Preventing Boating Injuries
From NRS online
Hopefully you’ve been keeping up
a program of exercise and stretching through the winter.
If so, you’re ready to start boating come spring. If
your winter exercise program has consisted largely of
reaching into the chip bag and operating the remote
control, jumping right into high intensity boating is
asking for what can be debilitating injury.
The result? Anatomy students and physical
therapists help themselves remember the four muscle
groups with an acronym of the first letter in the names
of the muscle groups, “SITS”. As in, the person with a
torn rotator cuff SITS out the action. (Editor’s note:
Speaking from personal experience, a torn rotator cuff
and its consequent pain, surgery and physical therapy is
something you want to avoid. Aside from the physical
pain of a torn rotator cuff, it will scare the hell out
of you to wonder whether you might not ever go boating
So, how do you avoid injury to these
areas? It takes a combination of approaches –
conditioning, warm-up and stretching, use of correct
technique and the right equipment.
You can sign-up at a gym or do
it at home. Most gyms have trainers that can help you
design a program. There are also some excellent books
and Internet resources. The important thing is to “just
do it” on a regular basis. Adopt a balanced program of
exercises that strengthen the muscles in the chest,
arms, shoulders, upper and lower back and abdomen.
Paddling and rowing are excellent conditioning
exercises themselves. When first beginning in the
season, start easy; work your way up to longer sessions.
Warm-Up and Stretching
exercising and paddling, warm-up the muscle groups
you’ll be using. Do this by making the same motions
you’ll be using on the water. Rotate your shoulders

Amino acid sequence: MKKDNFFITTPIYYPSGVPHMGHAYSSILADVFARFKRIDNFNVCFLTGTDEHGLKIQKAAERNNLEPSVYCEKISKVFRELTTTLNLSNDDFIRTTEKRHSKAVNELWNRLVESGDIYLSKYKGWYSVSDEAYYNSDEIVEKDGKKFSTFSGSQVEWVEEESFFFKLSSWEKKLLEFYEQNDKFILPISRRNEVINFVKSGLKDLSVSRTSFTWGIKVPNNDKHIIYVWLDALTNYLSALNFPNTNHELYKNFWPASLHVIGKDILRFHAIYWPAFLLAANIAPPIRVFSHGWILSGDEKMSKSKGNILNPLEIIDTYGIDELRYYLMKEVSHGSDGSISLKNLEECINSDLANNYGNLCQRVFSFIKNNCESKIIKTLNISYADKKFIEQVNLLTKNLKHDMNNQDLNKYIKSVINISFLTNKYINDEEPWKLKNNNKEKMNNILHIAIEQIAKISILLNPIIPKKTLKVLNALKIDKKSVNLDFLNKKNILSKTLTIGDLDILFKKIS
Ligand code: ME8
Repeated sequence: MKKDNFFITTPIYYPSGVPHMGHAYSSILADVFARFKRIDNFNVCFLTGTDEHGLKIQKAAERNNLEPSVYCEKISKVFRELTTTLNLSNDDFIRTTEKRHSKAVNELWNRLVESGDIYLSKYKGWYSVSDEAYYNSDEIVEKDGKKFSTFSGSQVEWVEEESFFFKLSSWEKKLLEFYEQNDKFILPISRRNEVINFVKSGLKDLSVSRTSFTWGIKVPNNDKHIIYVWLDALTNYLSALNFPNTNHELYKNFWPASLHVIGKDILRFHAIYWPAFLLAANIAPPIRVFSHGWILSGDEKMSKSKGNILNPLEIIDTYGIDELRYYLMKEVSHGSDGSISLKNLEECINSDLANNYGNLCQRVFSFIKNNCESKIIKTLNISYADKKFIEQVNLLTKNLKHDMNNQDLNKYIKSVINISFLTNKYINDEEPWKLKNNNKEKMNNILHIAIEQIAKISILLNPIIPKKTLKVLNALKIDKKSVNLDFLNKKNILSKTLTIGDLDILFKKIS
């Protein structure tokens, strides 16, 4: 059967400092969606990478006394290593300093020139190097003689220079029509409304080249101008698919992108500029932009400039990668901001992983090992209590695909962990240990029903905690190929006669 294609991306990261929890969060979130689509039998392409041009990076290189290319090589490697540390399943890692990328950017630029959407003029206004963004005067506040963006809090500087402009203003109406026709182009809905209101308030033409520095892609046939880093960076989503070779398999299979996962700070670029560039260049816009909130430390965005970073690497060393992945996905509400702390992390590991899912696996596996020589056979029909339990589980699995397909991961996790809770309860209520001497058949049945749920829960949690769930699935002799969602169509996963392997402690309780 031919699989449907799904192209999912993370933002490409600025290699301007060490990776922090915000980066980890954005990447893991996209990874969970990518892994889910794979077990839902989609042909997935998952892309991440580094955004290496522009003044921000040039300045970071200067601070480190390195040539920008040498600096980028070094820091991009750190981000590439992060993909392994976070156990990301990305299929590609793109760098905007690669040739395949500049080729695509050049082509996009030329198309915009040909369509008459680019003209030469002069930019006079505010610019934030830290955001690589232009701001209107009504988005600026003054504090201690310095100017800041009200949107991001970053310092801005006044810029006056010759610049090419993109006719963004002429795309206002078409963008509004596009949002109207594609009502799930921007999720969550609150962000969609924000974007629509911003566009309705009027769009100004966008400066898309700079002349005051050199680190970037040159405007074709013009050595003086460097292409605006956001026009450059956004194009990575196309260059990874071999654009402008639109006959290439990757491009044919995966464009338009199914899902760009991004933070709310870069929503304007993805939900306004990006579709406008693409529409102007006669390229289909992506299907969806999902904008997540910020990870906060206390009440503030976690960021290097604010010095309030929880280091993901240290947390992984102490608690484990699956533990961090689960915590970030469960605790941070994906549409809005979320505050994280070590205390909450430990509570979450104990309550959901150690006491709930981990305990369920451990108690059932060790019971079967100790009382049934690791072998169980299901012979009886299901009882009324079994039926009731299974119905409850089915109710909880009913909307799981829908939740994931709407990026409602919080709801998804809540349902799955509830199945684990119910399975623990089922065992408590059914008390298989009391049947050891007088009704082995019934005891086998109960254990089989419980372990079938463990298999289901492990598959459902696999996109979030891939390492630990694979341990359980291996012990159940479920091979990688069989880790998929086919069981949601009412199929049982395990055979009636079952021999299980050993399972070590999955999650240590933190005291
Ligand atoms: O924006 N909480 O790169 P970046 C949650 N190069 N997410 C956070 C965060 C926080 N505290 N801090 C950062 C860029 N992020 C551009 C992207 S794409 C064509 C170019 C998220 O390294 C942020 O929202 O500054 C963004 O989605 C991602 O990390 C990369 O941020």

forward and back, twist and lean your torso, move your
body forward and back, etc. Repeat the motions until you
feel the muscles loosen up.
muscles and tendons improves flexibility and elasticity,
helping to prevent injury. Select a range of stretches
that cover all the body areas you use. Stretch easy, you
should feel a good tension but never any pain. Hold each
stretch for 15-20 seconds. Stretch during any breaks
during a day’s paddling and at the end of the day.
Acute and chronic boating injuries caused by
lack of conditioning or over-straining
muscles are primarily in the upper body.
Paddling and rowing are repetitive motions
that can lead to inflammation of joints and
muscles. Boating in turbulent waters can
result in sudden, violent extensions of
joints and muscles, causing dislocations and
tears in tendons and muscles. Wrists,
shoulders and backs are the most common
areas of the body where boaters suffer
Our shoulders are
particularly vulnerable to over extension.
The rotator cuff is the name given to the
four muscle groups and their tendons that
hold the shoulder joint in place. Tears to
and inflammation of these muscles and
tendons can be caused by acute trauma or by
repetitive “wear and tear.”
The Right Equipment
Paddling and rowing require repetitive motions, motions
that can be repeated hundreds of times during a day.
Kayakers sometimes experience pain as a result. Many
find that a bent shaft paddle, which puts their hands
and wrists in a more neutral position, cures this
problem. Additionally, going to a lighter paddle and/or
one with a reduced feather can bring relief to the
muscles and joints in your hand, wrist and arm.
When you’re rowing, usually at least two-thirds of the
oar is outside the oar mount. Lifting that weight every
time you take a stroke can wear you out and lead to
injury. You may find you can use shorter oars. If a
buddy has some, give that a try. You can also go to a
lighter oar, add counterweights to the handle end or
purchase oars with counterweights in the handles.
The bottom line? Take care of your body and your
body will take care of you. The “12-ounce forearm curl”
isn’t sufficient exercise to prepare you for boating.
Stay in shape, use the right technique and equipment –
and you’ll still be boating when you’re old and gray.
Our wish is to “see you on the water”, healthy and
safe, for a long time!
Kayakers are especially vulnerable to shoulder
problems. Avoid a high brace, where the outer
arm is elevated. Keep the upper arm as close to
your body as possible. Also, use a relaxed grip
on your paddle shaft, “white knuckling” the grip
puts undue stress on your forearm and wrist.
When paddling, if the paddle gets caught on a
rock, release it before it jerks your arm out.
All the conditioning in the world won’t save you
if you abuse your body by asking it to do
something it’s not designed to do.